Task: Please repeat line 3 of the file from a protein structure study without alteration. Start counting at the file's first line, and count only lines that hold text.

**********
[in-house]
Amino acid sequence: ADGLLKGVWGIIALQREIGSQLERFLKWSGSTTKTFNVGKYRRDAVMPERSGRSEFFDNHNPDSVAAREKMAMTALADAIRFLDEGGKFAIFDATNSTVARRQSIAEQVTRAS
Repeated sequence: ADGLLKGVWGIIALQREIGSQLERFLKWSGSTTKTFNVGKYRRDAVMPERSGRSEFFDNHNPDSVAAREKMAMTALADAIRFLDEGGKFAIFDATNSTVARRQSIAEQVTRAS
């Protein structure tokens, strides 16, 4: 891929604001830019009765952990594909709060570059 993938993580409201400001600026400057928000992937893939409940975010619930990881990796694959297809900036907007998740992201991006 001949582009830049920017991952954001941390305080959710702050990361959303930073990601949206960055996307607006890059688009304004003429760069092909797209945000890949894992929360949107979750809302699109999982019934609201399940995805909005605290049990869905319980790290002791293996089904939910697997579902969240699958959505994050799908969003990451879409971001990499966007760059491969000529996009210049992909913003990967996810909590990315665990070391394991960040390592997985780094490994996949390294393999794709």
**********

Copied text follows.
Repeated sequence: ADGLLKGVWGIIALQREIGSQLERFLKWSGSTTKTFNVGKYRRDAVMPERSGRSEFFDNHNPDSVAAREKMAMTALADAIRFLDEGGKFAIFDATNSTVARRQSIAEQVTRAS